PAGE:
Ramen (ラーメン)

I hear the term “Ramen” already before and about the hype on Ramen shops all over the world but never payed attention to it. Now it happened a couple of weeks ago that, when dining out with my girl friend at Karl’s kitchen in Breuninger Stuttgart, they offered Ramen soup. Always open to sumptuous experiments, I tried … and was positively surprised. It tasted delicious.

Now what followed is, that’s my style, a thorough research about Ramen. Where does it come from and how to prepare it yourself. I quickly found out some basic receipts for the Japanese fast-food and set out to go practical. 

First of all, there are 3 steps to get a ramen soup:

  1. Base broth
  2. Spice broth
  3. Soup with toppings

When you watch receipts in youtube, you see that often for sake of efficiency the distinction between base and spice broth is ignored and one broth according to the local habits is prepared only. Here we want to stick to the original as close as we can.

Base Broth

First is to note, that ramen is used in all of Japan and this is a country that stretches from the sub-tropical south of Okinawa up to frozen north of Hokkaido. So it is natural that depending on region the basic style is different and adapted to what’s available there. This is why one distinguishes different ramen types:

  • Shōyu ramen (醤油, “soy sauce”) with soy sauce
  • Shio ramen (塩,”salt”) based on fish and seafood
  • Miso ramen (味噌) based on fermented soy beans (miso paste)
  • Karē ramen (カレー,”curry”) with curry
  • onkotsu ramen (豚骨ラーメン) based on pork meat and bones

You can find quite original receipts on Lecker (onkotsu ramen) and Chefkoch. For the first time, I did indeed follow the basis receipt with pork meat and bones, as that’s what I could get. Getting pork bones is rare actually as they do not keep up very well and you don’t use it for cooking sauce or broth normally but rather beef bones. So lucky coincidence.

So I used:

  • Pork bones with meat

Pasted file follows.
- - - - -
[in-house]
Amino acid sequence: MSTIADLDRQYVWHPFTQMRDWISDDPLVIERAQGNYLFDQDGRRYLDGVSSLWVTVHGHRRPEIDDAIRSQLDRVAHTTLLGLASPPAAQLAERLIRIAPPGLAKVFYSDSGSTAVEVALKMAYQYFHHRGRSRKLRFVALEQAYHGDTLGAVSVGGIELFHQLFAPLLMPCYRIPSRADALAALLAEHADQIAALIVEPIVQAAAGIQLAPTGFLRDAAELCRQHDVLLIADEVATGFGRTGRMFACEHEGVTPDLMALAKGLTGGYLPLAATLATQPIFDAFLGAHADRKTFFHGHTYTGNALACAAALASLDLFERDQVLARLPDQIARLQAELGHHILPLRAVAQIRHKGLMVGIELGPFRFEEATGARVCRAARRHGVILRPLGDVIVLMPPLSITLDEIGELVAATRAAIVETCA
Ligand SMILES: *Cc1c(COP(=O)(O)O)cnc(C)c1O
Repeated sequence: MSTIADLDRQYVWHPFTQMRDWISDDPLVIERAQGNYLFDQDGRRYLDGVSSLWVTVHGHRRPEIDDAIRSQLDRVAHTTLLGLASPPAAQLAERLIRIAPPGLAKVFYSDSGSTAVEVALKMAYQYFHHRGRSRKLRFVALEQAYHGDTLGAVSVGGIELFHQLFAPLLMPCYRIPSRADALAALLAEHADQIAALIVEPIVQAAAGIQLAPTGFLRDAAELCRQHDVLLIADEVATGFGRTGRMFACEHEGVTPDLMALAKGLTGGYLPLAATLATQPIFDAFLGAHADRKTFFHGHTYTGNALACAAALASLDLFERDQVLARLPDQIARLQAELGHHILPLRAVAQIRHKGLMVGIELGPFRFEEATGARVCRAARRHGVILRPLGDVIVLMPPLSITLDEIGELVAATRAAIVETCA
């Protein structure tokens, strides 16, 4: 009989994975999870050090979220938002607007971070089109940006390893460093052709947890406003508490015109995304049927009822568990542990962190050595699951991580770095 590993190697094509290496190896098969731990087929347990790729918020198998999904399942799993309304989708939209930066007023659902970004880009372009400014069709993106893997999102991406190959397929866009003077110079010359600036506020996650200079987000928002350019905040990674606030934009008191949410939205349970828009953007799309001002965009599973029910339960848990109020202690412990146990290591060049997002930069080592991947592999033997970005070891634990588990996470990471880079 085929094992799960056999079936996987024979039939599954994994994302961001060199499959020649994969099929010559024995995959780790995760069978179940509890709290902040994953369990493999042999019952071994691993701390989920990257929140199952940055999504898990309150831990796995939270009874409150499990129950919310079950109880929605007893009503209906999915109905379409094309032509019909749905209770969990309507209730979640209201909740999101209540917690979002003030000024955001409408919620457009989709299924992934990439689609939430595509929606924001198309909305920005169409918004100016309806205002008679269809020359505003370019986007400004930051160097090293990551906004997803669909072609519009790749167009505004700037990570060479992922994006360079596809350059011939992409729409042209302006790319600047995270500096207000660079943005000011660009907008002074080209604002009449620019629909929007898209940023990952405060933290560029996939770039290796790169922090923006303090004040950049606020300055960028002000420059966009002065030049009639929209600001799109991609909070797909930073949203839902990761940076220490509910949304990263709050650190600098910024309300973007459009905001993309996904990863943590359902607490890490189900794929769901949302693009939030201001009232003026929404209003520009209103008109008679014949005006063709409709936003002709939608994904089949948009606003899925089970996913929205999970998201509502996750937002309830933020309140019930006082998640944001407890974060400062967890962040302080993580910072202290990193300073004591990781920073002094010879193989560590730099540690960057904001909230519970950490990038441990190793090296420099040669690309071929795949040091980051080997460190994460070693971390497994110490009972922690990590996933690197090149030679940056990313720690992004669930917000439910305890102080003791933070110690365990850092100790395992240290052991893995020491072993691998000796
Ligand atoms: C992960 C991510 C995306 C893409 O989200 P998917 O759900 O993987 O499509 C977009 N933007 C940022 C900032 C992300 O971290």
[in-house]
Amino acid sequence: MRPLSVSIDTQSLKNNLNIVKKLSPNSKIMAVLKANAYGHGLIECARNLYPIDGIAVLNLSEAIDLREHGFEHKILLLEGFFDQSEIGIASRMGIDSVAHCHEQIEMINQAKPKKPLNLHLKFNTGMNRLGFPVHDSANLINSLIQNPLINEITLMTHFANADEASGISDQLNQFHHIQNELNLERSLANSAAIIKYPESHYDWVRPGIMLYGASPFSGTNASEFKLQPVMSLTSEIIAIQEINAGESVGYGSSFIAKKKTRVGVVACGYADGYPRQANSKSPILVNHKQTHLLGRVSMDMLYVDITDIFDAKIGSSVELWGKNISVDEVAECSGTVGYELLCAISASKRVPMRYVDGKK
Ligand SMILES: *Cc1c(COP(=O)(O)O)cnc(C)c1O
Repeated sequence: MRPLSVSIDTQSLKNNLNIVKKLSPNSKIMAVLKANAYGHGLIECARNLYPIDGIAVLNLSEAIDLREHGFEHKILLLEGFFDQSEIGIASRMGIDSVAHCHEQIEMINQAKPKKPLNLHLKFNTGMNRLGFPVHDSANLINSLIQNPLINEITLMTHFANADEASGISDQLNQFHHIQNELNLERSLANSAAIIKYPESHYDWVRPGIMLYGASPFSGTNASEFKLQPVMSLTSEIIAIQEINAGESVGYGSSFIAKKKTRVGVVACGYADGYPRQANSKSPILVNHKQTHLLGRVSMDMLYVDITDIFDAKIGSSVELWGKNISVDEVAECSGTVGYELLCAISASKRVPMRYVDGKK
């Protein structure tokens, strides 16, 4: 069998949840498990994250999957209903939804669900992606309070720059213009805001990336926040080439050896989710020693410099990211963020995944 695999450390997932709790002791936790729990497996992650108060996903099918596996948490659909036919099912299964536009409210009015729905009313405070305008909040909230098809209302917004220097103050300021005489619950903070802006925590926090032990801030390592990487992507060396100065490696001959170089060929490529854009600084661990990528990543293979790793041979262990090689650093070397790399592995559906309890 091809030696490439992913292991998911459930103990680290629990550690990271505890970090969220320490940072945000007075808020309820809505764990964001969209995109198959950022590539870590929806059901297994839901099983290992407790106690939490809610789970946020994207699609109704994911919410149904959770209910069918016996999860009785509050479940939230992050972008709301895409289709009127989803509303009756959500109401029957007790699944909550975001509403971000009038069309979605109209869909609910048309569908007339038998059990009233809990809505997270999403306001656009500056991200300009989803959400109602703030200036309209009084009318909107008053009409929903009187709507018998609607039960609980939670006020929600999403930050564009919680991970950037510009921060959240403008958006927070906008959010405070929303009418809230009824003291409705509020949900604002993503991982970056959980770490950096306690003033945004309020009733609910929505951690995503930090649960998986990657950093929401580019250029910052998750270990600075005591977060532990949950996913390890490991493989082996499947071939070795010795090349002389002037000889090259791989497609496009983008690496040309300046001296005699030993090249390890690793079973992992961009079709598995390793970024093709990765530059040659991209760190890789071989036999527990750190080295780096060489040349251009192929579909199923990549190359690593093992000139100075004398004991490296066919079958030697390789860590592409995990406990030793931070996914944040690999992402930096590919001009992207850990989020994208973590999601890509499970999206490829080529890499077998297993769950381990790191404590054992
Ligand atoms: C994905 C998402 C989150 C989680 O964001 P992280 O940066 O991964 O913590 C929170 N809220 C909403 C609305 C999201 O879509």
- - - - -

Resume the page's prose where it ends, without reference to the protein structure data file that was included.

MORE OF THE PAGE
• Mixed vegetables for soup (mirepoix)
  • Garlic
  • Chicken wings
  • Kombu alga – hard to get because it is obviously expensive

For detailed preparation see the receipts, I had to exchange Kombu alga for Wakame alga. You cook for 2 hours. The broth can be frozen, taken care to not fill the bottles or other containers very full in order to avoid that they burst. 

Spice Broth

The spice broth is made, short term, from

  • Soy sauce
  • Flares of bonito (dried thin sliced tuna) – one can buy in the local Asia shop
  • The meat from the base broth

The spice broth does not have to be cooked long up-front but, when needed as it does not take too much time. The spice broth is added to the base broth to create the soup’s broth.

Soup and Toppings

Now you can start creating the soup itself. With ramen it’s like Pizza, you can add what you like if not following some traditional receipts. Here some ideas:

  • Sautéd Mushrooms are always good: Shiitake, Enoki or other asian mushrooms are must have. 
  • Spring onions, I like them sautéd as well
  • Pak Choi, again sautéd shortly
  • Sprouts, sautéd
  • Meat, fish from the broth or shrimp
  • Roasted vegetables like corn, thin sliced carrots
  • Cooked eggs
  • Pumpkin
  • Sesame paste

and of course noodles, either ramen noodles or other asian noodles like soba or udon. The ramen noodles are made of wheat, soba from buckwheat. Arrange everything neatly, with the half eggs on the top and ready is the ramen soup. It’s not really fast to prepare with all the stuff to roast and the hour-long broth cooking but well prepared you can re-use the frozen broth and then it’s not too much effort.

Delicious and good for a whole meal, enjoy!

And next time another variant …


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